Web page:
We saw huge brass cauldrons for holding water in case of fire. The invading Anglo-French armies thought they were gold, and tried to carry them away.  When they couldn’t carry them, they settled for scratching off what they could.  There were ornately decorated halls of Heavenly Purity, Earthly Purity, Union and Peace.  All designed to bring a harmony to the building layout.  The forbidden city is famous around the world, and was the scene of filming Bertolucci’s “The Last Emperor”  I have to go see it again, now that I have been to the grounds.  Breathtaking in the magnitude of its construction, the Forbidden City is truly remarkable. 

Incredibly it was only open to common people after 1949.  During the imperial days, no commoner was allowed into the city.  It must have felt something like this:

It was a short walk across to the park to the North of the City where in 1644, the last emperor of the Ming Dynasty hung himself.  There was a peasant uprising, and he escaped the palace to the park.  While in the park he wrote a testament edict, and realized his best days were behind him.  In order to avoid the humiliation of being overthrown, he hung himself from a Chinese Scholar tree there.  Someone seems to have chopped the original tree down, and as such the ingenious Chinese have planted another in its place and put a plaque there.  Seems odd – Here is the tree that we planted to replace the one that was here, where an Emperor hung himself.  Meh. It was still interesting. 

Our tour guide suggested that we take advantage of the reputable tour service outside the park to take a bicycle rickshaw tour of the hutongs.  At 60RMB/person for an hour it seemed like a good price. I’m sure our driver/cyclist was thinking “Why did I get the big Gwai Lo?”.  The tour took us through the various winding alleys that make up the “hutongs” in Beijing.  They are small communities that are built in what used to be a Ming Dynasty Official’s home.  Back in the Ming days it held one family. Now it holds about 30.  We stopped at one point, and our (thankfully) English speaking guide talked about the history, and the Feng Shui that went into the design of the Ming home, including the outer walls, and various design considerations to keep out zombies and evil spirits.  We went in, met a lady who is a resident and were treated to some tea and snacks.  We had the opportunity to ask her many questions about her living conditions, and environment etc.  Nice to get to talk to a “local”.  After the meeting, our drivers whizzed us through the alleys, avoiding school kids, dogs, bikes and cars with some close calls along the way.  1700 we were back at the start, and it was time to go have dinner.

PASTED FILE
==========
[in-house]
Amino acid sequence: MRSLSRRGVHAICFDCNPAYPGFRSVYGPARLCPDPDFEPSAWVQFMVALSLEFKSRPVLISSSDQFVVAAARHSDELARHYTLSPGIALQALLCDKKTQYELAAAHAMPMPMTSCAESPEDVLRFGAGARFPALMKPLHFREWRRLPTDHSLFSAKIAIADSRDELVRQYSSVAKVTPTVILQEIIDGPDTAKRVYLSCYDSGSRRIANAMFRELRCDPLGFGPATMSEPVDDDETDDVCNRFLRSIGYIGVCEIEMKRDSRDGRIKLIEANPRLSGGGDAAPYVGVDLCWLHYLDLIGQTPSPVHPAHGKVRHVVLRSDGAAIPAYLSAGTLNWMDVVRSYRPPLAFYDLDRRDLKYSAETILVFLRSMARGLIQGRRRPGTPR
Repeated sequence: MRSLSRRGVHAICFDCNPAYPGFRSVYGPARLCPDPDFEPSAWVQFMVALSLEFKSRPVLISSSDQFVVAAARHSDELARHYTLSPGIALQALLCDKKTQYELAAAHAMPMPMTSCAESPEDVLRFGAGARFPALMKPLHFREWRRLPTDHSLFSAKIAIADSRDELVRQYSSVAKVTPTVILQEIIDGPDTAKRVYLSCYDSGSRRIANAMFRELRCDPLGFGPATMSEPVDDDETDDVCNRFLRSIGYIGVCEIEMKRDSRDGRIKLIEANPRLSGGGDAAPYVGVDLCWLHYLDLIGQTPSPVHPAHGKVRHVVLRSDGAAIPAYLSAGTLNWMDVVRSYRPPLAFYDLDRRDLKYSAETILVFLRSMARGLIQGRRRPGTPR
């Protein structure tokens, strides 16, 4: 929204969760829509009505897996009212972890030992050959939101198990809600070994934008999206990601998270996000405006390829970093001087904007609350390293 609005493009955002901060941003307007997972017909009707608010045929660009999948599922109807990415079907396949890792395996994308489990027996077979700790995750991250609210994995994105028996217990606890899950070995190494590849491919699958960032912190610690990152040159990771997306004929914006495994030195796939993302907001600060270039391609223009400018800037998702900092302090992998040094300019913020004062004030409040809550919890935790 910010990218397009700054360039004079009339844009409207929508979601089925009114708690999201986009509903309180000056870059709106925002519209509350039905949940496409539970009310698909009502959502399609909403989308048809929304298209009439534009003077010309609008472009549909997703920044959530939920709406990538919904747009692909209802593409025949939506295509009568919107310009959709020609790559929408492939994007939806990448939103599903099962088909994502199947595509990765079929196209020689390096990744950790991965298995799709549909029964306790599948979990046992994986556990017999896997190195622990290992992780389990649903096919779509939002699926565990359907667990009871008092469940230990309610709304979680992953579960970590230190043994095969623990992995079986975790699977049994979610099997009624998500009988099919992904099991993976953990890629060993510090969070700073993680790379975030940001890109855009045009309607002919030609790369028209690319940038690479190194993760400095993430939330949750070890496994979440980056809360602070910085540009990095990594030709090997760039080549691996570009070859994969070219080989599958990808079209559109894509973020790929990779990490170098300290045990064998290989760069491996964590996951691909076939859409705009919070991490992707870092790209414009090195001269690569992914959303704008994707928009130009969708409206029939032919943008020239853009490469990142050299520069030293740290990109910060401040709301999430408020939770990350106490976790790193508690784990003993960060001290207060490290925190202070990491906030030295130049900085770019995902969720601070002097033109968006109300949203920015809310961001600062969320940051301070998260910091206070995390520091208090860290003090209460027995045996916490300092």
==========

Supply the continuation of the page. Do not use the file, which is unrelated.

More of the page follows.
Dinner had been hyped for a while.  It was going to be “Peking Duck”.  Meh.  I like our Vancouver Peking duck better.  So, dinner was a bit of a let down.  We were running a bit late after dinner (Beijing traffic again), so we arrived to our acrobatic show, as it had just begun.  These guys and girls were incredibly nimble, and jumped through hoops, balanced one on the other using one hand, and did all kinds of contortions with their bodies that make you say “Ouch!”  A great show, it lasted about one hour. I took a lot of pictures.

Acrobat/gymnast balancing on a pole.  Great control:

It was easy to forget that these guys weren’t alive.  They were so well handled.  Lions:

Chinese Bicycle equivalent of “How many people can you fit in a Volkswagen”:

From the show it was home to the hotel, and a chance to write up previous days again.  I paid my 80RMB for Internet access, and got to sending my pictures up to the photo blog and home.  I got to bed at a very reasonable 2330 that night.

Pics:  http://www.fotothing.com/DragonSpeed/photo/bc841294c4e868fe79c03c2348c6826f/